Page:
Is Factor compiled or interpreted?

Both. Factor has an optimizing compiler (written in Factor), a minimal, non-optimizing JIT compiler (written in C), and a metacircular interpreter (written in Factor). For most code, the optimizing compiler is used. However, some code won't work in the optimizing compiler (see next section) and the non-optimizing compiler must be used. When single-stepping through code in the walker (Ctrl-4 in the UI), neither of these is suitable, so a metacircular interpreter is used for more flexibility. If, by this, you mean "Does Factor produce standalone executables," the answer is no, but it can produce standalone packages; see the later question about deployment.

Why isn't my code compiling?

For Factor code to compile, it has to have a consistent stack effect that the compiler can discern, meaning it always takes a consistent number of things off the top of the stack and puts a consistent number back on. The Factor compiler can't infer the stack effect of calling quotations that it can't inline at compiletime. Another possibility is that you left out an inline. inline is needed after every combinator definition, as a hint to the compiler. A third possibility is that there is a bug; in that case, please tell us about it!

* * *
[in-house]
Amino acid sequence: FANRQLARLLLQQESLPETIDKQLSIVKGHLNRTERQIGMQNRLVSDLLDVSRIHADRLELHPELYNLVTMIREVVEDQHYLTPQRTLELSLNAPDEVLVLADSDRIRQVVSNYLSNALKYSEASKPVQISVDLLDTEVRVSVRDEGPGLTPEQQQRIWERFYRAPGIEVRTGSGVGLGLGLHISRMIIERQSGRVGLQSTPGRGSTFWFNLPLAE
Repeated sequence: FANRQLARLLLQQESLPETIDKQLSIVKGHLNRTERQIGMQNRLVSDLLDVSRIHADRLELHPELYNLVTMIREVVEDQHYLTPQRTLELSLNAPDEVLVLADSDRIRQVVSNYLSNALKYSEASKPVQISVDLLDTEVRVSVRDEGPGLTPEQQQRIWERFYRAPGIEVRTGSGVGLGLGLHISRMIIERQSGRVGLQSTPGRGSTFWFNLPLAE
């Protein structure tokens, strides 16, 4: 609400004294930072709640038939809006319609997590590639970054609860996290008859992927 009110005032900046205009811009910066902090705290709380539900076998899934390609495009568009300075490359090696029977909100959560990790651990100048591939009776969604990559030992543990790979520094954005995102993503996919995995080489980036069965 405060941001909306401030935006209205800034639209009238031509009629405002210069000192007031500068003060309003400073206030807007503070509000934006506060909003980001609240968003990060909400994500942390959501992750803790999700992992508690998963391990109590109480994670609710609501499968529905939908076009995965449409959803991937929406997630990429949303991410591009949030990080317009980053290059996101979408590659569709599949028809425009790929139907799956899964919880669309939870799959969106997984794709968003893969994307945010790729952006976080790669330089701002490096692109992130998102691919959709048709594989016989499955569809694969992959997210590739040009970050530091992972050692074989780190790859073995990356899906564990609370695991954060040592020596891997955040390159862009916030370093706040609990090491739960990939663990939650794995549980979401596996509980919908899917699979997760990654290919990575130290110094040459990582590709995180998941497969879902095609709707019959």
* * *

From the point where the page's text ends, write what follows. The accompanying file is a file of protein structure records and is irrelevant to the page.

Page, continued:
Why isn't Factor fully self-hosted?

Making Factor self-hosted would essentially mean rewriting the virtual machine in a new, low-level DSL within Factor, avoiding all high-level features. This would not offer any real advantages over using C, as it would not be interactively debuggable or replaceable. C is a suitable language for implementing low-level components.

Why aren't the C components of Factor implemented in my favorite other programming language?

C has many advantages over other programming languages. For one, GCC is heavily optimizing and readily available on almost all platforms. C is also suitable because it is very low-level and close to the machine. We need a programming language which gives us full control over the heap, since the image is saved by copying the heap directly.

Why not Factor for the Java Virtual Machine or .NET?

Originally, Factor was written in Java, and there was a compiler to JVM bytecode. But, to improve speed and the foreign function interface, Factor was rewritten in C and Factor. JFactor was abandoned in favor of CFactor. At this point, basicaly no Factor code would work in the old JFactor unmodified, as JFactor is missing several key features like generic words and syntax extension. Factor is currently natively compiled, not bytecode compiled. Removing the dependency on the JVM makes portability and distribution easier.

Why doesn't Factor use LLVM?

Until recently, Factor's assembler supported some platforms that LLVM did not. This is not true any more, but as the current architecture works, a change isn't being pursued right now. We would welcome any contributed LLVM backend, however.

This revision created on Mon, 5 Jan 2009 18:10:05 by littledan